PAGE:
The above cases further highlight the court’s use of these provisions to limit delay in proceedings arising out of the adoption of baseless grounds, thereby indicating the need for substance in the said proceedings. The courts, apart from accepting the application for summary judgment, have also made use of the power for passing conditional orders that ensure parties’ cognizance in bearing costs on failure. It can also be seen that rather than having a fixed approach in dealing with similar cases, the conclusions would wary on the basis of peculiarity in facts.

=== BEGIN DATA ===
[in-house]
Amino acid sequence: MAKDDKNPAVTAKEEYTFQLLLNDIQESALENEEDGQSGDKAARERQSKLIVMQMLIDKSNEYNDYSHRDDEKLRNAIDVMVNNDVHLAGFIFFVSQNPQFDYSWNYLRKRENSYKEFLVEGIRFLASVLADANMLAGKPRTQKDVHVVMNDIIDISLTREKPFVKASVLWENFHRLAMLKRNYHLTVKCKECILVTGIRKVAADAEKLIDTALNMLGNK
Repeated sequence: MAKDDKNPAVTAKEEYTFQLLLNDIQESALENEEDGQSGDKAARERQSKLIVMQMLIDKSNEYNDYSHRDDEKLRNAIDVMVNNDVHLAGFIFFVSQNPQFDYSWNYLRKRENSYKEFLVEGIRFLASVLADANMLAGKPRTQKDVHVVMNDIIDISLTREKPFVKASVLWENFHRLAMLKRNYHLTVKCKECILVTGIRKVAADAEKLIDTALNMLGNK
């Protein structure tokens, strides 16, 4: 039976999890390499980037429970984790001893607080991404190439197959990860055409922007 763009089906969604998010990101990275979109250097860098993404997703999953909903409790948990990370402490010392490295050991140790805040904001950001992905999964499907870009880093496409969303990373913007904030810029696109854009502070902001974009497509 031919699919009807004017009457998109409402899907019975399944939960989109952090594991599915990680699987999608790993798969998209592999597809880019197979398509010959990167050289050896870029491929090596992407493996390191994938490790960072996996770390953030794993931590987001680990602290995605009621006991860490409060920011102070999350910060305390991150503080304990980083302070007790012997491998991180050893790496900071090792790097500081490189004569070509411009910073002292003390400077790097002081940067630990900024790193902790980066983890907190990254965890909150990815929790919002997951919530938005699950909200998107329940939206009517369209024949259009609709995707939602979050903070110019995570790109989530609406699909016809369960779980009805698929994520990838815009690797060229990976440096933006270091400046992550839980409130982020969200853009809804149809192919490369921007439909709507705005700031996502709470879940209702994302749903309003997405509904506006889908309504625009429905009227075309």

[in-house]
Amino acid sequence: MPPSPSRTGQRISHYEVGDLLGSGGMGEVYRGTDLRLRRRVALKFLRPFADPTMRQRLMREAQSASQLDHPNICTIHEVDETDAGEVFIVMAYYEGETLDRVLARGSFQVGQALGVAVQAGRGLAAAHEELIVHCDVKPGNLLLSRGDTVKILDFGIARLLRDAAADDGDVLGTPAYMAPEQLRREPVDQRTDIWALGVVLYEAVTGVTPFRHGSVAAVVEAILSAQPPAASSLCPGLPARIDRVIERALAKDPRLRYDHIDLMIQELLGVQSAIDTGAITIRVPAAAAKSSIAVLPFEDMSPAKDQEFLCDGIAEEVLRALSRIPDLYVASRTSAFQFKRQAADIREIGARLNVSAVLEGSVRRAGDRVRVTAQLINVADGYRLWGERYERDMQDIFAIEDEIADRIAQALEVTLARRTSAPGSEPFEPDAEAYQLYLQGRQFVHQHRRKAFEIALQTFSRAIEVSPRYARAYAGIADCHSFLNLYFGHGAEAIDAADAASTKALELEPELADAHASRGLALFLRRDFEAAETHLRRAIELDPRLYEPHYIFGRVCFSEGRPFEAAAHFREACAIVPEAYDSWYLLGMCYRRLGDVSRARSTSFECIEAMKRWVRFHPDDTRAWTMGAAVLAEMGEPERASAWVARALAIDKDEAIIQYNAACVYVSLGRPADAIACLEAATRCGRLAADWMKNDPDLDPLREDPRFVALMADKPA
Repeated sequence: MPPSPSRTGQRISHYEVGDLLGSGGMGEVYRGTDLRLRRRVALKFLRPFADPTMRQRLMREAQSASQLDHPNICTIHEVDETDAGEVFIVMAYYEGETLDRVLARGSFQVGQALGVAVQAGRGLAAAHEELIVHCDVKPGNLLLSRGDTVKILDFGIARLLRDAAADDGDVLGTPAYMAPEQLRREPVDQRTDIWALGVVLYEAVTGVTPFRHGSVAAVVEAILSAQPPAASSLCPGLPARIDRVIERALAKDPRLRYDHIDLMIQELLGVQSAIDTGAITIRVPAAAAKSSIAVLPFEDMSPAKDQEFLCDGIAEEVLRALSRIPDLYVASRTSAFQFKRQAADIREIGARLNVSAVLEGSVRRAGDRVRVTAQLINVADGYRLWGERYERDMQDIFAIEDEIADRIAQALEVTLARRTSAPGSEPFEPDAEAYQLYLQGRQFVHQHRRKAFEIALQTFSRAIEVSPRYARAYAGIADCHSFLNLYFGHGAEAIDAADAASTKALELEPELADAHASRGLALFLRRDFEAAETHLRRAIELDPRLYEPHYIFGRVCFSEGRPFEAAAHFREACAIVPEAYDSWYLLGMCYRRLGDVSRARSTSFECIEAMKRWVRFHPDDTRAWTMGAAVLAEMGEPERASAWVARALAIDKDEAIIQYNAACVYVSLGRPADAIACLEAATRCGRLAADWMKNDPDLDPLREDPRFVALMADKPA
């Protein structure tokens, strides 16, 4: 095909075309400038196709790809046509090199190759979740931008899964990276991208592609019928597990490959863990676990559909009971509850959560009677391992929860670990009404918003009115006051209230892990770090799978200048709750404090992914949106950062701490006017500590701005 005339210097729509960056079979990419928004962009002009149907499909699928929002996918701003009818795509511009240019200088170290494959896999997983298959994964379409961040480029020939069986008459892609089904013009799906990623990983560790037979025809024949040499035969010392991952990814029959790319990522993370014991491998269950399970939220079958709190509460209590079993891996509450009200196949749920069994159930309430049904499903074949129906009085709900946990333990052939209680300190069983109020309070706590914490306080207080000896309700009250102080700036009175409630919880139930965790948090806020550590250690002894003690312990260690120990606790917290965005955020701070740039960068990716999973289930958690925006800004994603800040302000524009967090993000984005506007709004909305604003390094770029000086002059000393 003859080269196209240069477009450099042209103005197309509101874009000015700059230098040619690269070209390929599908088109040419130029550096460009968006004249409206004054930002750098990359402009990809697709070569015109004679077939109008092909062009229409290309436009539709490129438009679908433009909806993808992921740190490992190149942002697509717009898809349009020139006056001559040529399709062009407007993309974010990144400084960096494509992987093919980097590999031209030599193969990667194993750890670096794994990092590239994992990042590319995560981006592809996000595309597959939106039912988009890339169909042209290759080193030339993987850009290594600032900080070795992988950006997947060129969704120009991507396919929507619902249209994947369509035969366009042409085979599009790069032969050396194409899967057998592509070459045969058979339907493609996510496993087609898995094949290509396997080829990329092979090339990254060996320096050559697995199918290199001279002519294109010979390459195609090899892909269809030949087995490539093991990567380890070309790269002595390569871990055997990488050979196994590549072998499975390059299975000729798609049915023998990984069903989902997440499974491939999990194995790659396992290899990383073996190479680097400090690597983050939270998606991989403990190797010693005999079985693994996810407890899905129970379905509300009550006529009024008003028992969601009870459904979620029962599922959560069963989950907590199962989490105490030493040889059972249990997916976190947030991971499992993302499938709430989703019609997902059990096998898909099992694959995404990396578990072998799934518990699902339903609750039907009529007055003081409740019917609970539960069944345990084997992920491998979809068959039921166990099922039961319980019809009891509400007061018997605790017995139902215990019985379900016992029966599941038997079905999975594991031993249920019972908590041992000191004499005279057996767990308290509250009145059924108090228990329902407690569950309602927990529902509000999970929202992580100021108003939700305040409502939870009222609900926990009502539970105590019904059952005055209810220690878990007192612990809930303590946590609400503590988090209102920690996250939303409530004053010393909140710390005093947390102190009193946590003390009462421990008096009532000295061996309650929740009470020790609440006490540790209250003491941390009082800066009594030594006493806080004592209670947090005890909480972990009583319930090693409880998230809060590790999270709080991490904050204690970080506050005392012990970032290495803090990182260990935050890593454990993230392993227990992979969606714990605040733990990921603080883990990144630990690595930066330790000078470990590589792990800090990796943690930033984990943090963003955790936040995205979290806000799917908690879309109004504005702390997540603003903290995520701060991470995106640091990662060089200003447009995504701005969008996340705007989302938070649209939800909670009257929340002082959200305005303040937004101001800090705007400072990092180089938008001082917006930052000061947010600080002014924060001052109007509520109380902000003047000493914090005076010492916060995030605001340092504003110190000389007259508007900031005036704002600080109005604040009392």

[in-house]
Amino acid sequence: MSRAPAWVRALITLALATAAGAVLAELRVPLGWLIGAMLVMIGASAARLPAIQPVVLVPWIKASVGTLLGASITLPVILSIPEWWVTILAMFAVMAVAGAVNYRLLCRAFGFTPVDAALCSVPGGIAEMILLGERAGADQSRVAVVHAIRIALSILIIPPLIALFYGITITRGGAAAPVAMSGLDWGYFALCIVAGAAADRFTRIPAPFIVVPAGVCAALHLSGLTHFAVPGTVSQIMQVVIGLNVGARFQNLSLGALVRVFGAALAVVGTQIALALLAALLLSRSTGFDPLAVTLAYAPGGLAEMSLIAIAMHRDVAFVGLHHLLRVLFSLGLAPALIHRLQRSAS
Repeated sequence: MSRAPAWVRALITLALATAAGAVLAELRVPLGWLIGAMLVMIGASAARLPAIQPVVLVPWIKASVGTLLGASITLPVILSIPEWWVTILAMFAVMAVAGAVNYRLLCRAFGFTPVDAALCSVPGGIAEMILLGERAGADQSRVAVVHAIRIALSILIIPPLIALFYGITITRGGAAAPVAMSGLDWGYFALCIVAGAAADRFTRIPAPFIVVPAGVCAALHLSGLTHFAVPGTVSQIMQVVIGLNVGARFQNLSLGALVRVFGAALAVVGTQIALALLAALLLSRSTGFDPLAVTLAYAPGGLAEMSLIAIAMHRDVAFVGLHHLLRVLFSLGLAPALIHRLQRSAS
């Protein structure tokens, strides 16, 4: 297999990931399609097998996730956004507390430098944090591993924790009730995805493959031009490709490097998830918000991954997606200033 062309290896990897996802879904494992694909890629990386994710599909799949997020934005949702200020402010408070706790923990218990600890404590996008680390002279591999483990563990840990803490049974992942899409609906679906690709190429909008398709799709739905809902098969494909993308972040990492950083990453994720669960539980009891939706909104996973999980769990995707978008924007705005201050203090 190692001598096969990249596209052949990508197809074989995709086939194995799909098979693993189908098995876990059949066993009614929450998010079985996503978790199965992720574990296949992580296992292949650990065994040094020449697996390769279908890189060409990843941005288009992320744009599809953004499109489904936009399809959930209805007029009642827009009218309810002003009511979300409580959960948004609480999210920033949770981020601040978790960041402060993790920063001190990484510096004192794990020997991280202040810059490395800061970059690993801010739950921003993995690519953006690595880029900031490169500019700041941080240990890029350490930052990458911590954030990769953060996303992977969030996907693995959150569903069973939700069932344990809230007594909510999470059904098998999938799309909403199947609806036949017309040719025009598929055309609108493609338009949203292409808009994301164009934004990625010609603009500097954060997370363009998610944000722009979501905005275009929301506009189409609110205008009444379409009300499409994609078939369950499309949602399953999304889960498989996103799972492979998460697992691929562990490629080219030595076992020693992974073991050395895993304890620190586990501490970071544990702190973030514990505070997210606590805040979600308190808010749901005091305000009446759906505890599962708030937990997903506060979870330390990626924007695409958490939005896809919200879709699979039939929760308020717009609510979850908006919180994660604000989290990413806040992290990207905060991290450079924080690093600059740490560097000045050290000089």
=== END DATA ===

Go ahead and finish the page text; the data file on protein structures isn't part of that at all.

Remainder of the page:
Author: Abhimanyu Agarwal, a 5th Year student of BA-LLB of  O.P. Jindal Global University, an intern at Khurana And Khurana, IP Attorney and Advocates.  In case of any queries please contact/write back to us at aishani@khuranaandkhurana.com.